With the demise of the U.S.-led Trans-Pacific Partnership agreement, attention in the Asia-Pacific region has turned to Kobe, where representatives from 16 countries gather Monday for the next round of negotiations on the Regional Comprehensive Economic Partnership (RCEP).

The five-day Kobe meeting marks the first time RCEP negotiators have met since Donald Trump became U.S. president and pulled America out of the TPP. It comes as RCEP supporters grow more hopeful that the TPP’s failure is an opportunity to make RCEP the fundamental Asia-Pacific trade agreement for the 21st century, even as divisions over issues ranging from tariff reductions and migrant rights to buying locally and intellectual property protection has leaders cautioning that a deal by the end of this year won’t be easy.

In addition, RCEP’s opponents warn it could further widen the economic gap between wealthier and less-developed members and even lead to a regional health crisis by strengthening rules for pharmaceutical companies that restrict the ability of people to access cheaper generic drugs.

RCEP has been, to date, an Association of Southeast Asian Nations-led process. Members include the 10 ASEAN nations of Brunei, Cambodia, Laos, Malaysia, Myanmar, Indonesia, The Philippines, Singapore, Thailand, Vietnam, as well as six other Asia-Pacific nations — Australia, New Zealand, South Korea, Japan, China and India.

Launched in 2012, the first round of negotiations took place in 2013, just as the TPP talks were moving forward. Seven RCEP members (Australia, Brunei, Japan, Malaysia, New Zealand, Singapore and Vietnam) were also involved with the TPP.

In several countries, especially Japan, the TPP received priority over RCEP amid the view that the TPP, which included the U.S. but excluded China and India, could complement RCEP, which includes China and India but excludes the U.S.

The trade ministry said Wednesday that the Kobe meeting, the 17th round of negotiations, would focus on trade in goods and services, rules of origin, investment, intellectual property and e-commerce.

“The demise of TPP has certainly enhanced the regional and global attention on RCEP (and) has helped RCEP’s chances of reaching an agreement by the end of the year,” said Amy King, a senior lecturer at the Australian National University’s Strategic and Defence Studies Center at the Coral Bell School of Asia Pacific Affairs. “The growing strand of protectionism in the United States and Europe has increased the pressure on East Asian economies to be a positive force in support of open economies,” she added.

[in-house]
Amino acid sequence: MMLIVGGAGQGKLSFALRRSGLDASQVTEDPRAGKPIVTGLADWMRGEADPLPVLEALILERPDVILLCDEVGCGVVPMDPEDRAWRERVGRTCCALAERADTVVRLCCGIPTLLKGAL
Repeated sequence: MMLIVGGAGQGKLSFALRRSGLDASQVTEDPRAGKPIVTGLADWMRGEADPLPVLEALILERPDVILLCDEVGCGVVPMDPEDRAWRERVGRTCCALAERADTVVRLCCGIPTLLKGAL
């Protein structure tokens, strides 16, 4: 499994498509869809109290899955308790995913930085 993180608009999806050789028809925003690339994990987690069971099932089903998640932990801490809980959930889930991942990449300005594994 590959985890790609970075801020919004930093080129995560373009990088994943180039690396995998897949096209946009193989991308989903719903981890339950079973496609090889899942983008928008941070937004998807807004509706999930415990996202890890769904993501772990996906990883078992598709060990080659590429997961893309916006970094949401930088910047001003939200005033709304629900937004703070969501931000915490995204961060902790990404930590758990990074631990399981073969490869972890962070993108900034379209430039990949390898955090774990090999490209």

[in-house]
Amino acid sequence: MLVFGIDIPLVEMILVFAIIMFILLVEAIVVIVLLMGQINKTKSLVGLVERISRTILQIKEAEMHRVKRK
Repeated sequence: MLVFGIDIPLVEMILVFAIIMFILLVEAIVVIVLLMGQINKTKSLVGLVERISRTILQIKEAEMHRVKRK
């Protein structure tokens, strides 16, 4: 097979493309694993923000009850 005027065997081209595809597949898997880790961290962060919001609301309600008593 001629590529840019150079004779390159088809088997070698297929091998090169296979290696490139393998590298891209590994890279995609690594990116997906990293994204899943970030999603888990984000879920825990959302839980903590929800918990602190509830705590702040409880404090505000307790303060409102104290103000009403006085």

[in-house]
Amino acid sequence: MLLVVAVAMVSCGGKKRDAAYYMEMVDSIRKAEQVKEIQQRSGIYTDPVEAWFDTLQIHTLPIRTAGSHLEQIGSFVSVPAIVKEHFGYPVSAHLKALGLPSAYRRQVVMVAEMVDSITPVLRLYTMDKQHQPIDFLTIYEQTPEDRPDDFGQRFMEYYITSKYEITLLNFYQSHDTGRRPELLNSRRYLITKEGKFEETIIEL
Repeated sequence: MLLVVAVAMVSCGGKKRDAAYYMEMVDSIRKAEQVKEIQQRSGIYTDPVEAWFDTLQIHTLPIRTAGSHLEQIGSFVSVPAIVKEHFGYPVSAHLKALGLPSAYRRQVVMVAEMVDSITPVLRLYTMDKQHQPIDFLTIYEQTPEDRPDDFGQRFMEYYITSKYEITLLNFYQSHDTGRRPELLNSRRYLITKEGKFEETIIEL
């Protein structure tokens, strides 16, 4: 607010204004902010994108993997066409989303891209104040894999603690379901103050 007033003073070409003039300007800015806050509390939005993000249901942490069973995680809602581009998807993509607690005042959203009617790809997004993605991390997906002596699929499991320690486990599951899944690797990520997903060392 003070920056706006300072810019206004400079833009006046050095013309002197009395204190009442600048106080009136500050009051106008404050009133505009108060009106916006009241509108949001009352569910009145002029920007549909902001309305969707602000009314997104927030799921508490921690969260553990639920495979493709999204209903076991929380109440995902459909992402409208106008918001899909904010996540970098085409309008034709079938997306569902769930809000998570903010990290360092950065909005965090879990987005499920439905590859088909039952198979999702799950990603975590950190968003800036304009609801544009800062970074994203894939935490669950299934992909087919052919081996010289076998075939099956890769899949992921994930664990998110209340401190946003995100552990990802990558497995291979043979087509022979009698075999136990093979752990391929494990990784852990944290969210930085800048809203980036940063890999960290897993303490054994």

But there are several fundamental issues of contention that must be overcome before an agreement can be reached.

With the TPP now dead, the wealthier members of RCEP want a TPP-like agreement that provides strong rules regarding issues such as intellectual property rights, especially for the pharmaceutical industry.

Access to cheaper generic drugs is a major issue for many ASEAN nations as well as India. But countries such as Japan and South Korea prefer stronger rules that protect the patent rights and profits of major drug companies.

Much of the opposition to RCEP in the Asia-Pacific region has to do with fears it will become an agreement that will lengthen patent terms, making it difficult and more expensive to produce cheaper drugs.

“RCEP could be the new benchmark for ‘worst-ever trade agreement for access to medicines,’ ” Loon Gangte, coordinator of International Treatment Preparedness Coalition South Asia, said in a December press release from Doctors Without Borders.

Other issues of contention between members include freedom to move across borders and how to deal with questions about buying locally, hiring locally, and what rights RCEP governments and RCEP investors should have when considering both.

Perhaps the biggest question mark hanging over the Kobe conference, however, is whether China will flex its muscles and push harder to get an agreement done.

ASEAN leaders reject the notion that RCEP is “China-led,” and most call for a consensus-style agreement that falls short of the kind of strict rules that developed nations such as Japan, Australia, and New Zealand prefer.

Japan’s role in the RCEP and its efforts in Kobe will be especially watched by a Japanese business community that remains shocked by Trump’s decision to quit the TPP.

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